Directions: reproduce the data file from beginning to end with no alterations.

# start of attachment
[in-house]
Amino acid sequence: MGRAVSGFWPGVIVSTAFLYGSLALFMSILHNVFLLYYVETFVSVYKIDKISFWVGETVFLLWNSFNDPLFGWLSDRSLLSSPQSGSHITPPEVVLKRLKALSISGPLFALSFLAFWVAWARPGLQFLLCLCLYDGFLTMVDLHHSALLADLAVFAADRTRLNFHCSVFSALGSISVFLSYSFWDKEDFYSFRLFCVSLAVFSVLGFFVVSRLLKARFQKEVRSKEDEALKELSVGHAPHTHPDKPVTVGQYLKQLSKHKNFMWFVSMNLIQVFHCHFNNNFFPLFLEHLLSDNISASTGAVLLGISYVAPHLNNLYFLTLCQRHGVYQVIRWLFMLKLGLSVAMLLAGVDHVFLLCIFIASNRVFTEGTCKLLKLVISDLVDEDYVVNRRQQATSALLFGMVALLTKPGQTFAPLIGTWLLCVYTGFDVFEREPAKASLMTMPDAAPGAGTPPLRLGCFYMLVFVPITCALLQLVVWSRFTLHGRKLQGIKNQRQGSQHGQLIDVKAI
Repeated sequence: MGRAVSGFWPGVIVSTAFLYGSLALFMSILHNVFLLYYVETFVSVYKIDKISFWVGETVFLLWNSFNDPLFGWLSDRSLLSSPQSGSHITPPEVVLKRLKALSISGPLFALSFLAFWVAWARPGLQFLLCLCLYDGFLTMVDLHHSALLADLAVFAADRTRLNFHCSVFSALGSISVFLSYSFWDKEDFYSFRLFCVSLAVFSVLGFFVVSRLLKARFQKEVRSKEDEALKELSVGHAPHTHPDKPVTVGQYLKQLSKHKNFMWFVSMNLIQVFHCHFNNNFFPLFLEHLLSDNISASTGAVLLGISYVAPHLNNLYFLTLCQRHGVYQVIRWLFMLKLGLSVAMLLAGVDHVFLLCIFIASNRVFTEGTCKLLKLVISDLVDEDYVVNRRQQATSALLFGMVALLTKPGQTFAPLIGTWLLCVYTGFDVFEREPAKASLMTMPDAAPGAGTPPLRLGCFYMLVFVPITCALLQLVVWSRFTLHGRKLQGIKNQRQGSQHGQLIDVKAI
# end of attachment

[in-house]
Amino acid sequence: MGRAVSGFWPGVIVSTAFLYGSLALFMSILHNVFLLYYVETFVSVYKIDKISFWVGETVFLLWNSFNDPLFGWLSDRSLLSSPQSGSHITPPEVVLKRLKALSISGPLFALSFLAFWVAWARPGLQFLLCLCLYDGFLTMVDLHHSALLADLAVFAADRTRLNFHCSVFSALGSISVFLSYSFWDKEDFYSFRLFCVSLAVFSVLGFFVVSRLLKARFQKEVRSKEDEALKELSVGHAPHTHPDKPVTVGQYLKQLSKHKNFMWFVSMNLIQVFHCHFNNNFFPLFLEHLLSDNISASTGAVLLGISYVAPHLNNLYFLTLCQRHGVYQVIRWLFMLKLGLSVAMLLAGVDHVFLLCIFIASNRVFTEGTCKLLKLVISDLVDEDYVVNRRQQATSALLFGMVALLTKPGQTFAPLIGTWLLCVYTGFDVFEREPAKASLMTMPDAAPGAGTPPLRLGCFYMLVFVPITCALLQLVVWSRFTLHGRKLQGIKNQRQGSQHGQLIDVKAI
Repeated sequence: MGRAVSGFWPGVIVSTAFLYGSLALFMSILHNVFLLYYVETFVSVYKIDKISFWVGETVFLLWNSFNDPLFGWLSDRSLLSSPQSGSHITPPEVVLKRLKALSISGPLFALSFLAFWVAWARPGLQFLLCLCLYDGFLTMVDLHHSALLADLAVFAADRTRLNFHCSVFSALGSISVFLSYSFWDKEDFYSFRLFCVSLAVFSVLGFFVVSRLLKARFQKEVRSKEDEALKELSVGHAPHTHPDKPVTVGQYLKQLSKHKNFMWFVSMNLIQVFHCHFNNNFFPLFLEHLLSDNISASTGAVLLGISYVAPHLNNLYFLTLCQRHGVYQVIRWLFMLKLGLSVAMLLAGVDHVFLLCIFIASNRVFTEGTCKLLKLVISDLVDEDYVVNRRQQATSALLFGMVALLTKPGQTFAPLIGTWLLCVYTGFDVFEREPAKASLMTMPDAAPGAGTPPLRLGCFYMLVFVPITCALLQLVVWSRFTLHGRKLQGIKNQRQGSQHGQLIDVKAI